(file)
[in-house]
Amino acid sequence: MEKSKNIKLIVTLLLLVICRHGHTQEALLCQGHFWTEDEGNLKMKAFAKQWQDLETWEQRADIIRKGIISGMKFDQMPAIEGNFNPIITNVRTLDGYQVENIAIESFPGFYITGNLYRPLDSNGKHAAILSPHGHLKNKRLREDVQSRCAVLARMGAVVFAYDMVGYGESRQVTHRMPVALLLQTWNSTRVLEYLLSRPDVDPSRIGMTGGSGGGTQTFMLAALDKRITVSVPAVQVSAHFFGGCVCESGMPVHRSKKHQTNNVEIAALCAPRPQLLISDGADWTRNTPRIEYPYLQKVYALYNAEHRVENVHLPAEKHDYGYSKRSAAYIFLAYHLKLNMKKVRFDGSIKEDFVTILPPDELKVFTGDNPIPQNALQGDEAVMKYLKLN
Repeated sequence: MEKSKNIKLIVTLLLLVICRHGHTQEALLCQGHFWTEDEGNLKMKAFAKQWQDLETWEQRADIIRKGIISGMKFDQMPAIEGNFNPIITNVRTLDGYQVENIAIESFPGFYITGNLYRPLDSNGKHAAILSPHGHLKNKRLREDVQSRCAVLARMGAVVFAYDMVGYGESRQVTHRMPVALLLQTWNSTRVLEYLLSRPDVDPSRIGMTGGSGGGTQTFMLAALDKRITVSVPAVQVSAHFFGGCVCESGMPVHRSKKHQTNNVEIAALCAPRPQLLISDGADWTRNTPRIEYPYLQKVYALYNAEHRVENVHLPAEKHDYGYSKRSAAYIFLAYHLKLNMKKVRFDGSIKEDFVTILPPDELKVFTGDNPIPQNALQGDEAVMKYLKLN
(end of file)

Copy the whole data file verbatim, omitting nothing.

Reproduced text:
[in-house]
Amino acid sequence: MEKSKNIKLIVTLLLLVICRHGHTQEALLCQGHFWTEDEGNLKMKAFAKQWQDLETWEQRADIIRKGIISGMKFDQMPAIEGNFNPIITNVRTLDGYQVENIAIESFPGFYITGNLYRPLDSNGKHAAILSPHGHLKNKRLREDVQSRCAVLARMGAVVFAYDMVGYGESRQVTHRMPVALLLQTWNSTRVLEYLLSRPDVDPSRIGMTGGSGGGTQTFMLAALDKRITVSVPAVQVSAHFFGGCVCESGMPVHRSKKHQTNNVEIAALCAPRPQLLISDGADWTRNTPRIEYPYLQKVYALYNAEHRVENVHLPAEKHDYGYSKRSAAYIFLAYHLKLNMKKVRFDGSIKEDFVTILPPDELKVFTGDNPIPQNALQGDEAVMKYLKLN
Repeated sequence: MEKSKNIKLIVTLLLLVICRHGHTQEALLCQGHFWTEDEGNLKMKAFAKQWQDLETWEQRADIIRKGIISGMKFDQMPAIEGNFNPIITNVRTLDGYQVENIAIESFPGFYITGNLYRPLDSNGKHAAILSPHGHLKNKRLREDVQSRCAVLARMGAVVFAYDMVGYGESRQVTHRMPVALLLQTWNSTRVLEYLLSRPDVDPSRIGMTGGSGGGTQTFMLAALDKRITVSVPAVQVSAHFFGGCVCESGMPVHRSKKHQTNNVEIAALCAPRPQLLISDGADWTRNTPRIEYPYLQKVYALYNAEHRVENVHLPAEKHDYGYSKRSAAYIFLAYHLKLNMKKVRFDGSIKEDFVTILPPDELKVFTGDNPIPQNALQGDEAVMKYLKLN